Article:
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Open Access (free)
Brad Evans

or any serious philosophical scrutiny. In fact, the more philosophers have applied the gardening metaphor to tame the wilderness and its state of political animality ( Bauman, 1991 ), the more they have reduced humans to the level of wild beasts and have authored genocides in its name. And yet the ontological idea that life needs to be made partially secure by drawing upon a sovereign claim to order remains a constant in all dominant forms of political reasoning. Just walk into any natural history museum and look upon the version of the past presented with sure

Journal of Humanitarian Affairs
Open Access (free)
Governing Precarity through Adaptive Design
Mark Duffield

privileging of the design principle over the need for, or even the possibility of, political change. Design Not Politics The computational turn and societal dependence on digital technologies has changed the way the world is understood and the status of humans within it ( Chandler, 2018 ). The privileging of the design principle is central to this change. Besides the spatial shift from circulation to connectivity, an ontological, epistemological and methodological translation has also taken place ( Duffield, 2018 ). While anticipating late-modernity, the

Journal of Humanitarian Affairs
An Interview with Celso Amorim, Former Brazilian Foreign Minister
Juliano Fiori

there was an ontological contradiction. I think it is possible to work for a more democratic order – diffusing power, creating a more stable balance of power – while strengthening and democratising certain value systems. Doing so in a cooperative way, too. People might say it was just Brazil trying to extend its power and join the [UN] Security Council. But, in projecting soft power, I believe we were also promoting positive things: South–South cooperation, for example. At the ILO, it was Brazil that really initiated South–South cooperation, with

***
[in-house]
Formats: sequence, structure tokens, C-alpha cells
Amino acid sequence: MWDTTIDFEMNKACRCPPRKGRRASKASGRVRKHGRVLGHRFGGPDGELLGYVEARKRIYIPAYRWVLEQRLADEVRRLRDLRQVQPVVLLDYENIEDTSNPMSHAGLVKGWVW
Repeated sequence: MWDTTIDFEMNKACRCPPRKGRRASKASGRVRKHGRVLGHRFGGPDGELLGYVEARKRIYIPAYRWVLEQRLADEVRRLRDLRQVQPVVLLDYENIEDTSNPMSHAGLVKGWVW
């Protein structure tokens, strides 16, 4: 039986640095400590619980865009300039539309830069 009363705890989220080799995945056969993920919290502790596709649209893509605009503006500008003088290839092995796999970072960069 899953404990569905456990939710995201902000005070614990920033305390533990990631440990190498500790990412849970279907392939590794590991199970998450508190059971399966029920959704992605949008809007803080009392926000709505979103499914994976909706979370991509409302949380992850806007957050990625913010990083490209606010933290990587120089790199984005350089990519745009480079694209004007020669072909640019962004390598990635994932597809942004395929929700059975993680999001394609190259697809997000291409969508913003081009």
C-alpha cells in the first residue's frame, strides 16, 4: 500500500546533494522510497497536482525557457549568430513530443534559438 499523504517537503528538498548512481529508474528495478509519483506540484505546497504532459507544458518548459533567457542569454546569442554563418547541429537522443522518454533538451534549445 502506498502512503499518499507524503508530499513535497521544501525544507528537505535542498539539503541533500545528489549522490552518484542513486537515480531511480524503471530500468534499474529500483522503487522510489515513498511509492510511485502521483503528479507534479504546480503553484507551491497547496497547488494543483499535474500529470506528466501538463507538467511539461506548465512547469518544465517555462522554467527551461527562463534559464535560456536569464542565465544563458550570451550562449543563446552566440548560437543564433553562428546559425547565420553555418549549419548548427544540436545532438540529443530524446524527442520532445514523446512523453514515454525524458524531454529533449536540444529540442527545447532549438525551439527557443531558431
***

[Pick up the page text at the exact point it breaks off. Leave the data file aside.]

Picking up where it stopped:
Journal of Humanitarian Affairs
Open Access (free)
Stirner, anarchy, subjectivity and the art of living
John Moore

existential and ontological concern and one rich in implication for the definition of contemporary anarchist practice, activity and projects. Central to this process is the issue of anarchist subjectivity and intersubjectivity, as well as related concerns about language and creativity. Hakim Bey, language and ontological anarchy Hakim Bey’s essay ‘Ontological anarchy in a nutshell’ (1994) provides a concise but landmark formulation of this issue. The opening passage of the essay focuses on the existential status of the anarchist and anarchist practice: Since absolutely

in Changing anarchism
Open Access (free)
Shane Weller

the 1930s), Democritus and Geulincx take diametrically opposed positions on what may be termed the ontological nothing. Whereas for the former the nothing exists (as the ‘void’ separating the ‘atoms’), for the latter the nothing (as ‘vacuum’) is quite simply ‘impossible’.2 In his dismissal – as ‘an utterly silly opinion’ – of the Scholastics’ claim that space is nothing (nihil, nihilum), Geulincx follows Descartes and ultimately Parmenides.3 That said, unlike the Democritean ‘naught’, the Geulincxian ‘nihil’ to which Beckett refers in his letter to Kennedy is not an

in Beckett and nothing
Ontological coordination and the assessment of consistency in asylum requests
Bruno Magalhães

). How assessments of inconsistency manage to achieve truth-value is the main puzzle that concerns me here. The argument put forward in this chapter is twofold. First, I borrow the notion of ontological coordination from the work of Dutch philosopher Annemarie Mol (1999, 2002a) to spell out a further reason to doubt the use of inconsistency as justification for denial. I argue